Fruitless travel and forgiveness

These three, in some ways very different, films all had a number of themes of in common. First, they all involved a journey. In Struktura kryształu, Marek travels to the meteorological station to visit his friend. In Życie rodzinne, Wit goes to his parents' home. And in Dotknięcie ręki, Stefan makes the most ambitious journey of all three, traveling from Poland to Denmark. In all these journies, Zanussi portrays the common human philosophy of "the grass is always greener on the other side of the fence," and none of the trips actually seem to achieve what they set out to, thus proving the validity of the old adage.

But Zanussi is not a pessimist. His films suggest that we should engage with life and work on improving our present lot, rather than retreating or indulging in fantasies about unobtainable realities.

In his lecture, Zanussi was keen to advocate these principles in the form of forgiveness. He said, regarding Communism and especially the Russians and the
Krzysztof Zanussi
Zanussi at the lecturn
Germans, that we [Poles] must find a way to forgive even if nobody asks for forgiveness. "We must get rid of our ugly desire [for] revenge against the Russians." To illustrate his point, he told the story of someone he met in Sarajevo who said that his neighbor tried to shoot him one day, and the next day, they were talking in the street as if nothing had happened.

Zanussi's own life has been one in which a fair degree of forgiveness has been necessary. His early years took place in the shadow of a terrible menace: that he might be kicked out of school forever at age 11, because of a "small, ridiculous, stupid incident."

Since, like any artist, he said his words are just a substitute for his art and that his images, his films are his voice, he then showed a clip from his autobiographical film Cwał (At Full Gallop). The clip dramatizes this "stupid" incident, in which a classmate turns him in to the school's headmaster because he was reading forbidden books. His mother saves him from being kicked out of school.

Reiterating his theme of forgiveness, the director pointed out that, "Although the boy in the picture at the time was an adversary, we are now colleagues of sorts and have no animosity. The film is a reflection of the moral condition of society in Central Europe. In historical and practical terms, forgiveness is what's really important." Furthermore, he stated, "Forgiveness is more of what we need in society. It is important to move on. This is the most practical solution."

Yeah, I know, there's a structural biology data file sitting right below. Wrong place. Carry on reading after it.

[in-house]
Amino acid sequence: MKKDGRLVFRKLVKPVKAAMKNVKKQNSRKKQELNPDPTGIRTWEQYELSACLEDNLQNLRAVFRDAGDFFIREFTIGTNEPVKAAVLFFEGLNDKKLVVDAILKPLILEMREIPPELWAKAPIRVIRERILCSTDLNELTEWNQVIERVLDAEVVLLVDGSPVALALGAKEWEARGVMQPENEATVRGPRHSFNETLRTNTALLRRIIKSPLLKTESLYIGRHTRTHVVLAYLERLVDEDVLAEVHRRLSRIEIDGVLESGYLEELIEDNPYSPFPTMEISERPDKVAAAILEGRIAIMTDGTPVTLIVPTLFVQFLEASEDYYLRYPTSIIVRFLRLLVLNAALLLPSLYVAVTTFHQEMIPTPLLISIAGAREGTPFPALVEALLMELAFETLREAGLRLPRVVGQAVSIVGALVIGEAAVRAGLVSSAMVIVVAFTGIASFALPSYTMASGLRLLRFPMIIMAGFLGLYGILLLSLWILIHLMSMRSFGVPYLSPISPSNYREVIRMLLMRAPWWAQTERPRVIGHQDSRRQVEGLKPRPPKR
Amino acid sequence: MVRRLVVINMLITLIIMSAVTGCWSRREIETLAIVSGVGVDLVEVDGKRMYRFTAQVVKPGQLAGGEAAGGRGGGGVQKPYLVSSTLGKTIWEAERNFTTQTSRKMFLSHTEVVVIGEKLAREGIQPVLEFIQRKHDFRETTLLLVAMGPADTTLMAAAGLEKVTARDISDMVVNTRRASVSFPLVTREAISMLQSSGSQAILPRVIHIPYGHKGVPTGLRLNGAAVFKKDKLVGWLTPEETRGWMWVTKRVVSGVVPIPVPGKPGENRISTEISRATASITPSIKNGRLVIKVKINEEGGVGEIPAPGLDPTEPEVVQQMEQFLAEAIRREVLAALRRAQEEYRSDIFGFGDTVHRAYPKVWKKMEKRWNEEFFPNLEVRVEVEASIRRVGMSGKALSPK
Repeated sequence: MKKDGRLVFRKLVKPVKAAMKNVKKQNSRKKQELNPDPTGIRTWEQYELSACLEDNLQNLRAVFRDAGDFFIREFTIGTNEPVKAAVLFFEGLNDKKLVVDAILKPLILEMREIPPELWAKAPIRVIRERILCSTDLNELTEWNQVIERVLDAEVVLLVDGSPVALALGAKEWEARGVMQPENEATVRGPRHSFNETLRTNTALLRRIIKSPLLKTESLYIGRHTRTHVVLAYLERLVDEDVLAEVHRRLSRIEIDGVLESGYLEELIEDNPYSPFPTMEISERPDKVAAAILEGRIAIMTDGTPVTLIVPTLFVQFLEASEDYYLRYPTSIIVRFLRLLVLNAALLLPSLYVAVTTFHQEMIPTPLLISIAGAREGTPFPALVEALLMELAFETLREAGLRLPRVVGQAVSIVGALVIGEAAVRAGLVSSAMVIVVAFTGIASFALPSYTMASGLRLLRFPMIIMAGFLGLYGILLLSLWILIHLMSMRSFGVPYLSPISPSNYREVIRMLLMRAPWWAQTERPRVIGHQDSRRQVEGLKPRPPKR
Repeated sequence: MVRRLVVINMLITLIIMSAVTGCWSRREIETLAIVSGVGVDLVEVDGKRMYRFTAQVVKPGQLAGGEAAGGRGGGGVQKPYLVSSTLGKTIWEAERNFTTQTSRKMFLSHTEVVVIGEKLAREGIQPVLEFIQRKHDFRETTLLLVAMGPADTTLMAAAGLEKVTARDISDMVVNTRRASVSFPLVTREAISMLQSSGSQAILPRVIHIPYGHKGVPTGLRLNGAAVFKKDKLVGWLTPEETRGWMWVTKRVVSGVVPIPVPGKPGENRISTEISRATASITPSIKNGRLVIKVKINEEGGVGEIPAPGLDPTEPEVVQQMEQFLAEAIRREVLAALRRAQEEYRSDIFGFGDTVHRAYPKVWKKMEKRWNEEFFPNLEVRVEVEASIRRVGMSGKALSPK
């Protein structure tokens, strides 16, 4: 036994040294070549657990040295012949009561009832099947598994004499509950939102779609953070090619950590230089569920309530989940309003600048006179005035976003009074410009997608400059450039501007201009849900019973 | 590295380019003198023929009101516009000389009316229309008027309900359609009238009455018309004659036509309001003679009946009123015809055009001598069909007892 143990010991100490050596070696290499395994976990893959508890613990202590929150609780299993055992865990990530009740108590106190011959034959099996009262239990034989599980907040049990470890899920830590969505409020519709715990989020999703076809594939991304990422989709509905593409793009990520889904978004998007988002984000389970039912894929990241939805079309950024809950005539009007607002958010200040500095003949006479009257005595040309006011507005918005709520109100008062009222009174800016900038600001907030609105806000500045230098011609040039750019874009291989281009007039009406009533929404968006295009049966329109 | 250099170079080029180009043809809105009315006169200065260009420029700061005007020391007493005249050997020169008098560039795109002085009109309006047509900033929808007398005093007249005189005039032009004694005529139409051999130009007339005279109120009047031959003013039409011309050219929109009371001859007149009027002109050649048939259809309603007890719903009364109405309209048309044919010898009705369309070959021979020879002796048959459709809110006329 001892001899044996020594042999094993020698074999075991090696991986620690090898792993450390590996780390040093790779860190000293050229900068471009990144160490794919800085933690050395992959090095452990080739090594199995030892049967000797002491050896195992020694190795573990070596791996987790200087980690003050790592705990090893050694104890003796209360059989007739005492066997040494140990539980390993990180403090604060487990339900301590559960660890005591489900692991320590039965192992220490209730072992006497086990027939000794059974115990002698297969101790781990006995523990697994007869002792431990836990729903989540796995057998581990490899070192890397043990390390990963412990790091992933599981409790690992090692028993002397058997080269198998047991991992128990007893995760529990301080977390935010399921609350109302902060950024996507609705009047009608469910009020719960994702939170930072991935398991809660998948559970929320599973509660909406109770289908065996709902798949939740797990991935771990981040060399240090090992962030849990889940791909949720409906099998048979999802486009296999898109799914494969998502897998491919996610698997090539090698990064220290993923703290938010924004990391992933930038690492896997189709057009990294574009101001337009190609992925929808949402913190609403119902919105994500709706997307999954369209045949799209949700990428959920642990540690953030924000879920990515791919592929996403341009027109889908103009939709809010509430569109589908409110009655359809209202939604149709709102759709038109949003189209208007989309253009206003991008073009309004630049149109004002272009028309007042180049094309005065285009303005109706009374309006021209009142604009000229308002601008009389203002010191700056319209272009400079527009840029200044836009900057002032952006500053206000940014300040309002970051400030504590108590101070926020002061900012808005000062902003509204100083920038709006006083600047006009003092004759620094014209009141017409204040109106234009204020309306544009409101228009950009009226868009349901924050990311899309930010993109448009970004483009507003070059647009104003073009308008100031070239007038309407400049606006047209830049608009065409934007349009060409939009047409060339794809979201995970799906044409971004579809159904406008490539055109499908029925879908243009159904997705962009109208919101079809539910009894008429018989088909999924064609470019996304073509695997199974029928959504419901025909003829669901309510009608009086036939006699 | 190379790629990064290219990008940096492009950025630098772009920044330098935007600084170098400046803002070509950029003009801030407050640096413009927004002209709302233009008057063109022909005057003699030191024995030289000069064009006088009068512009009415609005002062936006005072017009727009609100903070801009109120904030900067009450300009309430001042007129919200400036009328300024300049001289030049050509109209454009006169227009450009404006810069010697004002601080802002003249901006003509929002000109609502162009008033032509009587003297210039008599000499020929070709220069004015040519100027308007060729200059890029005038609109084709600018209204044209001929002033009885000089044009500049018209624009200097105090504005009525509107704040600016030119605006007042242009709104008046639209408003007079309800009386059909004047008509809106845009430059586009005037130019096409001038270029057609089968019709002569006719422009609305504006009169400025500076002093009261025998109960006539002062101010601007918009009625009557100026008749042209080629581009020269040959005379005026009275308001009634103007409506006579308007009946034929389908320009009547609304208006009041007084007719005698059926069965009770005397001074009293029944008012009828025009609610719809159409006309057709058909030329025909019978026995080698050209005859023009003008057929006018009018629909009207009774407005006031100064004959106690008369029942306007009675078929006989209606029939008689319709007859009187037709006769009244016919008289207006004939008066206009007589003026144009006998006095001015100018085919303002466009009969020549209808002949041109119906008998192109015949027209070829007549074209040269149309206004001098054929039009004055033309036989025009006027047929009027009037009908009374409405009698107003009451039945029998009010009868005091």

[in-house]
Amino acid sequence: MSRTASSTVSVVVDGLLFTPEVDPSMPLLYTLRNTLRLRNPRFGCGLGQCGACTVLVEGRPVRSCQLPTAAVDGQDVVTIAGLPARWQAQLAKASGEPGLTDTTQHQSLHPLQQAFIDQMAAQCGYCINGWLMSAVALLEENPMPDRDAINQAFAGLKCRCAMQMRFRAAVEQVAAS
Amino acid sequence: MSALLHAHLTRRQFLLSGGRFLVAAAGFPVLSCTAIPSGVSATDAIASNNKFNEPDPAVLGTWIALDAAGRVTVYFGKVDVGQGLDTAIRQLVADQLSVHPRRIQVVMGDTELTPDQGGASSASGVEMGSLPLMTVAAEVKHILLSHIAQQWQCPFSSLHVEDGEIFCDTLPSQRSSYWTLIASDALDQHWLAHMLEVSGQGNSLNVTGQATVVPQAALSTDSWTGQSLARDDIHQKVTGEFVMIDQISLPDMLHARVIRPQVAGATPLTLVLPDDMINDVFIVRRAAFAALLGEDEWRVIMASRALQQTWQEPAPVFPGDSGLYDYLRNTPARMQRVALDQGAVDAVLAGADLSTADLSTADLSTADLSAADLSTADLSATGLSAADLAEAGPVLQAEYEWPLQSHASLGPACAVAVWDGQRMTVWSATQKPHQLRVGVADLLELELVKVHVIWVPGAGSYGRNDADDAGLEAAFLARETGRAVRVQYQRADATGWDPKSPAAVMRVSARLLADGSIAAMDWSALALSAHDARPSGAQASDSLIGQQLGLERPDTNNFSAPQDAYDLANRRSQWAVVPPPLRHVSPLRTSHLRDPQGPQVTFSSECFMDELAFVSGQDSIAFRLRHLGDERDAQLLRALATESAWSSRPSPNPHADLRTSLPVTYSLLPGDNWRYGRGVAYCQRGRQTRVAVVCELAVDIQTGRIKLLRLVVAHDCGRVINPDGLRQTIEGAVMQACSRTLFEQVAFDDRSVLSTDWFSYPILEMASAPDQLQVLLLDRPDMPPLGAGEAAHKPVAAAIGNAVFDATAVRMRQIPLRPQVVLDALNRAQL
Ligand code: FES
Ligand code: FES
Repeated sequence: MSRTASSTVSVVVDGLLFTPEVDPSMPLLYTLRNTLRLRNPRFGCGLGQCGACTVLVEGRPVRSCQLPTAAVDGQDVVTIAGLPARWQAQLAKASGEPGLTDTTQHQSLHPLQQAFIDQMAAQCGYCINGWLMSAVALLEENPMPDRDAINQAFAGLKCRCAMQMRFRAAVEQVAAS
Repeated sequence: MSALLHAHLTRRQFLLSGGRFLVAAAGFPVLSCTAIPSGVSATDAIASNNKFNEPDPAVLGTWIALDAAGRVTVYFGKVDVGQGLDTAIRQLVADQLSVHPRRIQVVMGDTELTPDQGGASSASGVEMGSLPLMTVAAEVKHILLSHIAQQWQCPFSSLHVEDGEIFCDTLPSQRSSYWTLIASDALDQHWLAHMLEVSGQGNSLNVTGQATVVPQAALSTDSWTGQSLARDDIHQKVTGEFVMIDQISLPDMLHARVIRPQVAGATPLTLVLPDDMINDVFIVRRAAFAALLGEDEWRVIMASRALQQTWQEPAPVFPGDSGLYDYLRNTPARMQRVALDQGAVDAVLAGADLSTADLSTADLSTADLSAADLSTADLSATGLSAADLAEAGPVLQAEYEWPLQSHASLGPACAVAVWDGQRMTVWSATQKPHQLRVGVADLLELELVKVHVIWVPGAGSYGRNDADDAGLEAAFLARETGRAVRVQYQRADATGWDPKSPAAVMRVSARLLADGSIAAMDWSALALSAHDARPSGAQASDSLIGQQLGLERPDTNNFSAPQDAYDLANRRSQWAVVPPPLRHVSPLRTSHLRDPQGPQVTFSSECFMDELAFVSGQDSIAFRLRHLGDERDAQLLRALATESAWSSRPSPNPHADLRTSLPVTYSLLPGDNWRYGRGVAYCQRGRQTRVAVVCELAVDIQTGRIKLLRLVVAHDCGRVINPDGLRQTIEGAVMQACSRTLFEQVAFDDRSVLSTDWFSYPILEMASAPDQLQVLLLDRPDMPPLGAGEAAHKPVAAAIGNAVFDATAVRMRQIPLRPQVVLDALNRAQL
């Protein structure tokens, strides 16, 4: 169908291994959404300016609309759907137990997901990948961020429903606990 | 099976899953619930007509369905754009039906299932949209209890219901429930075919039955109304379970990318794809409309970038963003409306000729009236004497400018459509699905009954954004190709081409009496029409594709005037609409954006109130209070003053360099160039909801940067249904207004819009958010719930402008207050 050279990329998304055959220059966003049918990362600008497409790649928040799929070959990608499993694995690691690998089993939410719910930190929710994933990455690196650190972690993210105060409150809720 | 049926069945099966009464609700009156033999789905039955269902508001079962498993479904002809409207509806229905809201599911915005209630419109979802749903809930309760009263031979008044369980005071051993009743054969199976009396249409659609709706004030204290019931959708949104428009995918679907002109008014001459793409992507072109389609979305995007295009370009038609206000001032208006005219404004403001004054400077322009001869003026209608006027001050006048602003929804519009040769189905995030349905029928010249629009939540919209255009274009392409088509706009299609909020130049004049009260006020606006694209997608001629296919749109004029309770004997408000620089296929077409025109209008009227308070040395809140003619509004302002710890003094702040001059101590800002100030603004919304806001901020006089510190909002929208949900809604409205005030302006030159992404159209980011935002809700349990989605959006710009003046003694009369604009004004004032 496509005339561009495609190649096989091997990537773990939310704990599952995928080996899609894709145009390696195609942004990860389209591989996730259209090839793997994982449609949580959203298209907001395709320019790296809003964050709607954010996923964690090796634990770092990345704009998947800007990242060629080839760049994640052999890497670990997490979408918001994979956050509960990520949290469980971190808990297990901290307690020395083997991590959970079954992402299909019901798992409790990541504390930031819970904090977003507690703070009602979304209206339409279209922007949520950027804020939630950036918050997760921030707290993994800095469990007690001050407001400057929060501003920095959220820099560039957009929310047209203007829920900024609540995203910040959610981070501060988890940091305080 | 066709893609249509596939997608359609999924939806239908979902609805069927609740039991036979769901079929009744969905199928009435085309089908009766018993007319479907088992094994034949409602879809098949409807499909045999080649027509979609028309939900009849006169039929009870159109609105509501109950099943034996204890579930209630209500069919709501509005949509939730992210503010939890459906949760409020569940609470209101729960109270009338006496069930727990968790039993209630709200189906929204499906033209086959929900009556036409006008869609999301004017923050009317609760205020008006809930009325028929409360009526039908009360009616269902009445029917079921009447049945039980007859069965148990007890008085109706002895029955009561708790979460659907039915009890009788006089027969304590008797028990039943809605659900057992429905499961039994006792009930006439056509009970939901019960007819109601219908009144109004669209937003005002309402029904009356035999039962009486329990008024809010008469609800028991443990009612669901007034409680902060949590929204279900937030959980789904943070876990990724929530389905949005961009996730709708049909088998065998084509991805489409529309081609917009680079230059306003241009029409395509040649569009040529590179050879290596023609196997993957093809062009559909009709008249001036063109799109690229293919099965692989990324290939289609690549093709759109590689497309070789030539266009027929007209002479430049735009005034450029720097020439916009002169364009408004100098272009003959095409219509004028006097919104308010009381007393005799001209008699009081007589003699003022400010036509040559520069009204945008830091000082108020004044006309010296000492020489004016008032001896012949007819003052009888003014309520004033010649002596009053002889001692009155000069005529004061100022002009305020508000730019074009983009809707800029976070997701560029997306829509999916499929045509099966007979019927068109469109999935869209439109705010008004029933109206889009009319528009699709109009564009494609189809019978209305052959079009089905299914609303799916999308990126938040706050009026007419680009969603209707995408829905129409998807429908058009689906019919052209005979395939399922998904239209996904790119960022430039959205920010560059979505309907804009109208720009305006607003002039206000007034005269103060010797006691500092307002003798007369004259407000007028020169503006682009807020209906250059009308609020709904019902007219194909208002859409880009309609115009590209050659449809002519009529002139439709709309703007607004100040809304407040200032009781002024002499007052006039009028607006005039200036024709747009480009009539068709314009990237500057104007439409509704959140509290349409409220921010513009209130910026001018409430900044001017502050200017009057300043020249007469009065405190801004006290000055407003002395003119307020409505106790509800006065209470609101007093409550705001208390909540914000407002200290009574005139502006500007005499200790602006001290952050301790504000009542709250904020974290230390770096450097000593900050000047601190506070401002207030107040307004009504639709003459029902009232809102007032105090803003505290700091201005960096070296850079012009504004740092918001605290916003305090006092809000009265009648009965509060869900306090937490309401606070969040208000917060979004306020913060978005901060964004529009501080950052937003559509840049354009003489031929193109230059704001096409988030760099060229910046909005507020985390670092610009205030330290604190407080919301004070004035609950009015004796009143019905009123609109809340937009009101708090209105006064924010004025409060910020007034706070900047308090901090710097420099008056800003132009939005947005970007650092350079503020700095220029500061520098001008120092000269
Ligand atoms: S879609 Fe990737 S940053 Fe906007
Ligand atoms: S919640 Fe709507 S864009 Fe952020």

Another illustration of forgiveness was the story of a former state censor who visited Zanussi after the fall of Communism. In the past, the man had read Zanussi's letters and listened in on his phone conversations. Now he wanted Zanussi to give him a job. The director offered him the job of working in his garden.

Concluding, Zanussi held out hope for the future. He stated that "in the new century (whether it begins this year or next year), we must find a way to get around without our bruises and imperfections. My hope is that the twenty-first century is the century when we have a return to deeper spirituality, that will give us inspiration for moral growth, to allow forgiveness. The twentieth century was awful. Let's hope the twenty-first will be better."

Ron Breznay, 18 September 2000

Moving on:


Catherine Lovatt
Sex is a Crime

Alexei Monroe
Laibach's Legacy

Kai-Olaf Lang
Leaving Liberalism

Brian Požun
Class Time

Mel Huang
Questionable Justice

Sam Vaknin
The Value of a Life

Jan Čulík
Ticket, Please!

Gusztáv Kosztolányi
Enough Problems

IMF in Prague:

Andreas Beckmann
A Bubble Burst

Tiffany G Petros
Old Friends

Ron Breznay
Greener Grass

Emil Kerenji
The Road to War in Serbia

Culture Calendar:

Timothy Hendon
Casting Calls


Press Reviews: